Watership Down. New York Review of Books critic Jane Adam Smith wrote that Watership Down ‘‘appears at a time when we are becoming increasingly skeptical of our species’ ability to live its life decently. ...In as much as Mr. Adams has a message for his readers, I’d say it is to make them more sensitive to the complex balance of nature, more aware of the needs and ways of other species (and the effect of human actions on them), more mindful that we are creatures too, and must live in harmony with the others who share our world.’’ Voicing the general sentiment of critics, Selena Hastings wrote that Watership Down is ‘‘A beautifully written and intensely moving story, the work of an extraordinary imagination.’’

Alison Lurie, writing in the New York Review of Books, felt that Watership Down was successful ‘‘because it celebrated qualities many serious novelists are currently afraid or embarrassed to write about. The heroes and heroines of most contemporary novels ... are sad, bumbling failures; hysterical combatants in the sex war; or self-deceptive men and women of ill will. What a relief to read of characters who have honor and courage and dignity, who will risk their lives for others, whose love for their families and friends and community is enduring and effective—even if they look like Flopsy, Mopsy, and Benjamin Bunny.’’ Others attribute the novel’s sensation to increased environmental concerns, the growth of the animal-rights movement, and a multigenerational appeal to both the conservative middle class and the student subculture. Some critics have mused that perhaps the deeper reason for Watership Down’s appeal lies in its universal expression of mankind’s need for refuge.

Despite critical praise and public acceptance, Watership Down has had its share of critics. In a review for the National Review, D. Keith Mano challenged accolades for the novel’s original premise. ‘‘This bunny squad could be a John Wayne platoon of GIs,’’ Mano maintained. ‘‘Watership Down is pleasant enough, but it has about the same intellectual firepower as Dumbo.” He continued, ‘‘If Hazel and Bigwig and Dandelion were men, they’d make very commonplace characters.’’ Mano concluded that Watership Down ‘‘is an okay book; well enough written. But it is grossly overrated.’’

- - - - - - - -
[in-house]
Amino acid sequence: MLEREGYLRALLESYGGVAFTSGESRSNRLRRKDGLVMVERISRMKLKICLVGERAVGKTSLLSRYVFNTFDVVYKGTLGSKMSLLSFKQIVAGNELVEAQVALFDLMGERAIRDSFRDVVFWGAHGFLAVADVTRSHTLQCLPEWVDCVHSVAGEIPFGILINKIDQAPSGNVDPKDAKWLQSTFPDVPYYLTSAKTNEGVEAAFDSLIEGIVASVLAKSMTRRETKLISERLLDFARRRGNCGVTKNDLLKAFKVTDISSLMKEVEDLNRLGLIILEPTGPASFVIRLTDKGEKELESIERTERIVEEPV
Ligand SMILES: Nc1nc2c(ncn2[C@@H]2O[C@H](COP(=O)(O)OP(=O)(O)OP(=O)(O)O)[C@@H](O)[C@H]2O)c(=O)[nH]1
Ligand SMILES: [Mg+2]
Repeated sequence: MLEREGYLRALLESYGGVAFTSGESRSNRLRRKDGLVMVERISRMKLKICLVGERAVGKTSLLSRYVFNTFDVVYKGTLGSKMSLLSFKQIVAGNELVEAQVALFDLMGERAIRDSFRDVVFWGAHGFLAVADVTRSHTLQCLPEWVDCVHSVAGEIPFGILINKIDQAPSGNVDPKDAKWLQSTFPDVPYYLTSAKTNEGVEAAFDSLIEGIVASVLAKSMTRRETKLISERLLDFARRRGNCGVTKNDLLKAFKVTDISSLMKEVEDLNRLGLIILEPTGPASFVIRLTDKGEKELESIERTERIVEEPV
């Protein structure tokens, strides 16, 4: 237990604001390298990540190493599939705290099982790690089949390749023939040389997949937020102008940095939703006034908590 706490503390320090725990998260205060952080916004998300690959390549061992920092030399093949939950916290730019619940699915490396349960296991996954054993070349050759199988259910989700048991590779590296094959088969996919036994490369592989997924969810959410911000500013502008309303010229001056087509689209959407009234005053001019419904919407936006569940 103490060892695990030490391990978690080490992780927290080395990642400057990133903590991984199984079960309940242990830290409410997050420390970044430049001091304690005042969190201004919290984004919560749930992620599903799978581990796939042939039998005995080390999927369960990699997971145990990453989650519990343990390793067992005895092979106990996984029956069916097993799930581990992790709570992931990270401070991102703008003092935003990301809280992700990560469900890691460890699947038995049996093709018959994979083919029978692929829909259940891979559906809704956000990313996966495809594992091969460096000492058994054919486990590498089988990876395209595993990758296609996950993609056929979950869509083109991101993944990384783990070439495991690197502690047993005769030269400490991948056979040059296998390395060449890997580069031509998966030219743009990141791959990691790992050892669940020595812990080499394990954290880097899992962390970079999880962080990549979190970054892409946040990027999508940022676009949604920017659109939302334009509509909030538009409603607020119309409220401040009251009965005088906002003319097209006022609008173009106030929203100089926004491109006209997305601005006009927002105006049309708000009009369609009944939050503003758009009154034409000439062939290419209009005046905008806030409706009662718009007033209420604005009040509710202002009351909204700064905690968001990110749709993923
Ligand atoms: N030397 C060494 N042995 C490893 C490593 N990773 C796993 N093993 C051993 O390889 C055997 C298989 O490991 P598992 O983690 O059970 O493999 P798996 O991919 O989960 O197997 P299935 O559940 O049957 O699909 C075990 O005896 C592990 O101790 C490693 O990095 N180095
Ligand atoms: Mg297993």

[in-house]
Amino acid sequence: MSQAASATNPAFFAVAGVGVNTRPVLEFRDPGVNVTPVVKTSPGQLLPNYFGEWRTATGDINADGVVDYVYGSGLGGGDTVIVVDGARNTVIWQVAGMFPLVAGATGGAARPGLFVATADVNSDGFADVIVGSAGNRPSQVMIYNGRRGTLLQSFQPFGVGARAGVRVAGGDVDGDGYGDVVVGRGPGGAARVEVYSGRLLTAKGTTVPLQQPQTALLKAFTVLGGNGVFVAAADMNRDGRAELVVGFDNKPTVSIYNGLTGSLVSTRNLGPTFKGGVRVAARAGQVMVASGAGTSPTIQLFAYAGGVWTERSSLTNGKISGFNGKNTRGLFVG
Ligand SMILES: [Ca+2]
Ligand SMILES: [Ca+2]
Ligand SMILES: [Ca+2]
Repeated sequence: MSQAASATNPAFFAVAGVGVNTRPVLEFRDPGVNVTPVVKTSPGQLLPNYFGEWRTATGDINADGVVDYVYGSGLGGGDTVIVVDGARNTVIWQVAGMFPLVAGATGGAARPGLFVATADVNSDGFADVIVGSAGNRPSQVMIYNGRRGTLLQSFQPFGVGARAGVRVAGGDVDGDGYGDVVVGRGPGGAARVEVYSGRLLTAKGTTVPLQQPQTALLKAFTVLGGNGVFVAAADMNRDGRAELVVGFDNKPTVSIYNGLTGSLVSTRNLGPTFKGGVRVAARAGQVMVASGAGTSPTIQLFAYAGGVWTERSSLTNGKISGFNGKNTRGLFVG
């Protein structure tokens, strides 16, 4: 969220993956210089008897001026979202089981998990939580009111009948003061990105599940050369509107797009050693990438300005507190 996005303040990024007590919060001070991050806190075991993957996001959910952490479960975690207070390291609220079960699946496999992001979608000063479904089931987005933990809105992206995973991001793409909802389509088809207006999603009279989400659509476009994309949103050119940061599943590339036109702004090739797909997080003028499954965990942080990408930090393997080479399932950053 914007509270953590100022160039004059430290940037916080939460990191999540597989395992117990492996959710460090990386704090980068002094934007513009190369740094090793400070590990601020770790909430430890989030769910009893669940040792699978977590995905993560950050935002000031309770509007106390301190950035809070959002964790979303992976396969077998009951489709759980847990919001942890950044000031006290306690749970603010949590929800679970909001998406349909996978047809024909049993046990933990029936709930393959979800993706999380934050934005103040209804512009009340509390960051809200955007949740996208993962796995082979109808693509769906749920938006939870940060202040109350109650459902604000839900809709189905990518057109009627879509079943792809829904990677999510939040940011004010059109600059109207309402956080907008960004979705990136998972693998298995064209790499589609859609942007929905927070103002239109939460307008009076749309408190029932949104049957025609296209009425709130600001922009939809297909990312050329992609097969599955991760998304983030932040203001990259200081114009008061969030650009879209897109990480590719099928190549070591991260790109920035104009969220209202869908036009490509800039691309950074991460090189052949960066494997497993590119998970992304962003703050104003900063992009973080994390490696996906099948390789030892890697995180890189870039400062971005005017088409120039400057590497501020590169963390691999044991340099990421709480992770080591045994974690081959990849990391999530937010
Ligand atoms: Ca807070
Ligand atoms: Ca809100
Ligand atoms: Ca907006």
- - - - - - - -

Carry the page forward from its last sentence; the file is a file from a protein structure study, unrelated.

Shardik. Shardik did not receive as much acclaim as Watership Down. The novel is set in a mythical country and time; the natives worship a giant bear, Shardik. Lurie commented that, like Watership Down, Shardik can be viewed as ‘‘an allegory and history of the relationship of human beings to the physical world.’’ However, she judged Shardik to be more than an ecological allegory; the novel is really a study of how human beings choose and follow their gods. ‘‘The great bear,’’ Lurie maintained, ‘‘is not really a magical being. ...All that he does is within the range of normal animal behavior; only to those who believe in him does it seem symbolical, an Act of God. Because of this belief, however, lives are changed utterly... and society is brought a little nearer to civilized humanism.'' Lurie noted that in Shardik, ‘‘belief causes men to act cruelly and destructively as well as nobly; the bear is a kind oftest which brings out hidden strengths and weaknesses, even in those who do not believe in him.’’

As with Watership Down, critical praise for Shardik was not unanimous. Webster Schott noted in the Washington Post Book World: ‘‘There are few of the usual reasons for reading fiction in Shardik. We learn nothing about ourselves here; Adams’s people belong with Snow White.... The novel is a fake antique, a sexless, humorless, dull facsimile of an epic without historical or psychological relevance.’’ John Skow of the Times wrote that Adams ‘‘spins out his romance entertainingly, but without dealing seriously with . . . belief and its perversion, of authority and its corruption. Good as he is at nature walks, Adams does not venture far into the forests of the mind.’’


Responses to Literature

1. A major theme for Adams concerns environmentalism— both as a philosophy and a movement with a focus on conserving and improving the environment. Investigate the history of environmentalism. In your survey, identify what major environmental issues were emphasized in each decade, and consider how they have or have not changed today.

2. Study the functions of the Department of the Environment in at least four different countries—choose from Australia, Canada, China, Ireland, The Philippines, Switzerland, the United Kingdom, and the United States. Analyze how each of your chosen countries contributes to the environmental movement as we know it today.

3. Just as the rabbits of Sandleford Warren do in Watership Down, work in a group to choose a problem that affects you in your personal life, your social life, your community life, or your home life. Your group is the task force and its objective is to create a plan of action for a solution to eliminate or alleviate the problem.




Adams, Richard. The Day Gone By: An Autobiography.

London: Hutchinson, 1990.

Lockley, Ronald. The Private Life of the Rabbit. New York: Macmillan, 1974.

Lurie, Alison. Don’t Tell the Children. London: Bloomsbury, 1990.


Hastings, Selena. ‘‘On Going Completely Off the Clock,’’ Sunday Telegraph (London). April 22, 1990.

Skow, John. Times (London). November 8, 1974.

Smith, Jane Adam. New York Review of Books (April 18, 1974).

Vine, Phillip. ‘‘Richard Adams: A Personal View.’’ Words (July 1, 1985).

Web Sites

Boyce, Chris. The Real Watership Down Page. Retrieved February 26, 2008, from

Wired for Books. Richard Adams Interview with Don Swaim, 1985. Retrieved February 26, 2008, from